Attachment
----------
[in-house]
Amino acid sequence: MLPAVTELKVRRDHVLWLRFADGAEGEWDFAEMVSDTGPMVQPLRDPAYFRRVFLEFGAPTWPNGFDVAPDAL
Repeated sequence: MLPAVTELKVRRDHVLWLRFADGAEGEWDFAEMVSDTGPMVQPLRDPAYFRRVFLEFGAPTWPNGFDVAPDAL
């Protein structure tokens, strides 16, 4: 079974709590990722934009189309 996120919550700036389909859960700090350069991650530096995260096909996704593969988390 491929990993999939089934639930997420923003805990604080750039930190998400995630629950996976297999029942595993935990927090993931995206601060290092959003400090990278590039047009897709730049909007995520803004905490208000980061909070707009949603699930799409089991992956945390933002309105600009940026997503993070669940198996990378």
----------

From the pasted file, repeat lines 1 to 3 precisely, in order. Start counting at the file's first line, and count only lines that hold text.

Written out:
[in-house]
Amino acid sequence: MLPAVTELKVRRDHVLWLRFADGAEGEWDFAEMVSDTGPMVQPLRDPAYFRRVFLEFGAPTWPNGFDVAPDAL
Repeated sequence: MLPAVTELKVRRDHVLWLRFADGAEGEWDFAEMVSDTGPMVQPLRDPAYFRRVFLEFGAPTWPNGFDVAPDAL